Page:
With our tour guide and new friend Wayan, we spent the day exploring parts of Northwest and Central Bali. From mornings spent at a local restaurant for some good Balinese food to time spent wandering in the deep jungles of Bali in serene settings observing hundreds of years of dedication at Hindu temples.
Later in the afternoon after rice paddies and lake temples we were invited to a special event at Wayan’s village temple. We didn’t know what to expect, but we quickly found ourselves at ease at his family’s home in their compound and then later on at the Hindu temple itself.
With a double sarong around my waist and a traditional Balinese udeng wrapped around my head M and I were soon involved in blessings and observances of a traditional Hindu ceremony to keep the gods of the underworld happy.
Our friend Wayan took leave of us as he was in the band that was to play music during the ceremony. In his absence much of our time was spent observing the behavior of the locals and not trying to embarrass our friend Wayan’s trust in us. Even with the language barrier you could tell people spent the time before hand gossiping and talking about their day while waiting for things to begin.
Inevitably I nearly upended the whole ceremony by stepping through the central gate of the main temple meant to be the doorway for the gods. Nary a step out the door I felt a sudden twinge of horror when I realized that no one ever used this doorway. As I turned my head I observed a small girl with a look of fright on her face shaking her head back and forth disapprovingly. As I hastened my way back down the steps I sank down next to M with an awareness that the entire horrified audience was staring at me for my faux paux.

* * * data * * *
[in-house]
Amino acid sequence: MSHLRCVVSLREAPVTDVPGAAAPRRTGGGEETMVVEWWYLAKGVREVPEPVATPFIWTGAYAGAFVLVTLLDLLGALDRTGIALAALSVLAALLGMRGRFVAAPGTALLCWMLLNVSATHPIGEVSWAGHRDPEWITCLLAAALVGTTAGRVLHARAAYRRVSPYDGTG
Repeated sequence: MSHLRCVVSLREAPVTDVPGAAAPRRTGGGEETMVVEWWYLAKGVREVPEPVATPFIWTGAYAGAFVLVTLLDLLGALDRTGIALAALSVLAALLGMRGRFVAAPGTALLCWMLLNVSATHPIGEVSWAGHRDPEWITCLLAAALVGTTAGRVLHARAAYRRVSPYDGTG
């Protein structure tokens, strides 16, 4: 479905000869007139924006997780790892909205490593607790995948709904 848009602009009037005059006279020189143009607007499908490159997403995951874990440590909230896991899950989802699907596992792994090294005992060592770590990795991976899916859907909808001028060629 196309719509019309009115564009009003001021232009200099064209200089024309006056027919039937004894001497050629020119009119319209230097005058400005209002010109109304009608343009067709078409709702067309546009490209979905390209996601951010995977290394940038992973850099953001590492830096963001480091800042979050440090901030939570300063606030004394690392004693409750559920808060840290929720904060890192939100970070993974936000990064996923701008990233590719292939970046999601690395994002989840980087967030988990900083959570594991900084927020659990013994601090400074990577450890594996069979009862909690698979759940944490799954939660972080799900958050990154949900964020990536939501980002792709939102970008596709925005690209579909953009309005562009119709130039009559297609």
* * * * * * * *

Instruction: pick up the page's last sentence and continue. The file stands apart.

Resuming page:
After a few minutes the fear and talking had calmed down and soon enough the prayers were underway. With the assistance of a helpful woman next to us we were able to participate in several prayers where we tucked flowers behind our ears along with taking three handfuls of water to purify our spirit.
Soon after the blessing the procession of musicians, Hindu priests, and a gaggle of both young women and men clad in all white and yellow made their way down the street to another more local family temple where the continued ceremony would proceed for the remainder of the evening.
With incense and offerings of flowers, food, cigarettes, and a whole of other items piled high in an array of handwoven rounded baskets we were finally at ease with our surroundings. The intimacy and layers of history in this ceremony stretched across hundreds of years if not thousands. With precision and a deep sense of reverence the priests made their way around as they acted out actions of the ancient vedas in darkened skies in this tiny Balinese village.